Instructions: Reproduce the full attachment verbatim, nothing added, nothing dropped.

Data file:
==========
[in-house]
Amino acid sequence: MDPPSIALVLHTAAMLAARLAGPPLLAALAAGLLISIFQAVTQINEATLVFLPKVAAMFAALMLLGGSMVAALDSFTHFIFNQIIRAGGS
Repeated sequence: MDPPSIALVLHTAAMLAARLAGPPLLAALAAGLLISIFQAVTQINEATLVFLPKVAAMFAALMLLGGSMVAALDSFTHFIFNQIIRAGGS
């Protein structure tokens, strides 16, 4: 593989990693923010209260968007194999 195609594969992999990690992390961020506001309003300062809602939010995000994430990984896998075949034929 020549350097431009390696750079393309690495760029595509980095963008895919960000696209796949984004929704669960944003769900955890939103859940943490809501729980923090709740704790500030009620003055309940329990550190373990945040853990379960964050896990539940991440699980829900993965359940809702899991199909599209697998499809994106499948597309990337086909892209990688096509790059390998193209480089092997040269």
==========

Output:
[in-house]
Amino acid sequence: MDPPSIALVLHTAAMLAARLAGPPLLAALAAGLLISIFQAVTQINEATLVFLPKVAAMFAALMLLGGSMVAALDSFTHFIFNQIIRAGGS
Repeated sequence: MDPPSIALVLHTAAMLAARLAGPPLLAALAAGLLISIFQAVTQINEATLVFLPKVAAMFAALMLLGGSMVAALDSFTHFIFNQIIRAGGS
């Protein structure tokens, strides 16, 4: 593989990693923010209260968007194999 195609594969992999990690992390961020506001309003300062809602939010995000994430990984896998075949034929 020549350097431009390696750079393309690495760029595509980095963008895919960000696209796949984004929704669960944003769900955890939103859940943490809501729980923090709740704790500030009620003055309940329990550190373990945040853990379960964050896990539940991440699980829900993965359940809702899991199909599209697998499809994106499948597309990337086909892209990688096509790059390998193209480089092997040269």